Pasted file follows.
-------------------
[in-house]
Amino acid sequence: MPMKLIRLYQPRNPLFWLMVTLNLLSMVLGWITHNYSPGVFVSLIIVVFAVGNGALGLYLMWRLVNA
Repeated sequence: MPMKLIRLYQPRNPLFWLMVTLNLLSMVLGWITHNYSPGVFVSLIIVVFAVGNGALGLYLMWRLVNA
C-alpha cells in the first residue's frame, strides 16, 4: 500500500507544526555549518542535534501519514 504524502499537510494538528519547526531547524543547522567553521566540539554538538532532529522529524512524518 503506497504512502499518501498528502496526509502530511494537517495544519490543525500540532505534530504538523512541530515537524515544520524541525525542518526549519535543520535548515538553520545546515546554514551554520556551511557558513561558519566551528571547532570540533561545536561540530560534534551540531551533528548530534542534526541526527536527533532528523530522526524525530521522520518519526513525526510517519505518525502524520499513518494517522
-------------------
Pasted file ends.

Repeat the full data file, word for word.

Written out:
[in-house]
Amino acid sequence: MPMKLIRLYQPRNPLFWLMVTLNLLSMVLGWITHNYSPGVFVSLIIVVFAVGNGALGLYLMWRLVNA
Repeated sequence: MPMKLIRLYQPRNPLFWLMVTLNLLSMVLGWITHNYSPGVFVSLIIVVFAVGNGALGLYLMWRLVNA
C-alpha cells in the first residue's frame, strides 16, 4: 500500500507544526555549518542535534501519514 504524502499537510494538528519547526531547524543547522567553521566540539554538538532532529522529524512524518 503506497504512502499518501498528502496526509502530511494537517495544519490543525500540532505534530504538523512541530515537524515544520524541525525542518526549519535543520535548515538553520545546515546554514551554520556551511557558513561558519566551528571547532570540533561545536561540530560534534551540531551533528548530534542534526541526527536527533532528523530522526524525530521522520518519526513525526510517519505518525502524520499513518494517522